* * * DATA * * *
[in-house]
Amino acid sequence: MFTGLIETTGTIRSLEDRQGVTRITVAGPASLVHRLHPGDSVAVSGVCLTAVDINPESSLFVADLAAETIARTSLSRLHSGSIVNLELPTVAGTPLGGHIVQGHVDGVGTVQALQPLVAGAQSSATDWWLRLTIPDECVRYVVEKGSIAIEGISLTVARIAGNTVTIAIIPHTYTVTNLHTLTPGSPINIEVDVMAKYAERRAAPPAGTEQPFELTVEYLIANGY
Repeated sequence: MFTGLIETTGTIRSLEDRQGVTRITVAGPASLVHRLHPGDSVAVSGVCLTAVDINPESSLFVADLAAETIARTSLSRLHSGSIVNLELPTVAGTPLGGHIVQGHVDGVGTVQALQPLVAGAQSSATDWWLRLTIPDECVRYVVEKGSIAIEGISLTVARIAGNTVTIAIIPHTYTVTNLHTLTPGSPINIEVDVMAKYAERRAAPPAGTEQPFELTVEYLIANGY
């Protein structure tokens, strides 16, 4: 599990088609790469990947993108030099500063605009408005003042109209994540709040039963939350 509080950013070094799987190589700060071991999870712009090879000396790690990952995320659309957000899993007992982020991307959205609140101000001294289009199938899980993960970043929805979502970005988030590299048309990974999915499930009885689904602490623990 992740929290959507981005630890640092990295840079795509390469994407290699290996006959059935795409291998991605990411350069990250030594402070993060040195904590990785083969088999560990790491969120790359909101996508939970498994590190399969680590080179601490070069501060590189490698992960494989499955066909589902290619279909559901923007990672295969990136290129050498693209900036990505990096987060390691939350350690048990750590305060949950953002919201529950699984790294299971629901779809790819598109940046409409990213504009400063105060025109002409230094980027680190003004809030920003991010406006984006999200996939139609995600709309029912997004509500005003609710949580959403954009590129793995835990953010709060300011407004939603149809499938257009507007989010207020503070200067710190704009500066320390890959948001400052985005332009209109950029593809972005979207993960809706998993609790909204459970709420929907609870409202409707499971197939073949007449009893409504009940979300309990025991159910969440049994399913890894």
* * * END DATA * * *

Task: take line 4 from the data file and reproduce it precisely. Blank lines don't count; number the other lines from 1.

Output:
């Protein structure tokens, strides 16, 4: 599990088609790469990947993108030099500063605009408005003042109209994540709040039963939350 509080950013070094799987190589700060071991999870712009090879000396790690990952995320659309957000899993007992982020991307959205609140101000001294289009199938899980993960970043929805979502970005988030590299048309990974999915499930009885689904602490623990 992740929290959507981005630890640092990295840079795509390469994407290699290996006959059935795409291998991605990411350069990250030594402070993060040195904590990785083969088999560990790491969120790359909101996508939970498994590190399969680590080179601490070069501060590189490698992960494989499955066909589902290619279909559901923007990672295969990136290129050498693209900036990505990096987060390691939350350690048990750590305060949950953002919201529950699984790294299971629901779809790819598109940046409409990213504009400063105060025109002409230094980027680190003004809030920003991010406006984006999200996939139609995600709309029912997004509500005003609710949580959403954009590129793995835990953010709060300011407004939603149809499938257009507007989010207020503070200067710190704009500066320390890959948001400052985005332009209109950029593809972005979207993960809706998993609790909204459970709420929907609870409202409707499971197939073949007449009893409504009940979300309990025991159910969440049994399913890894």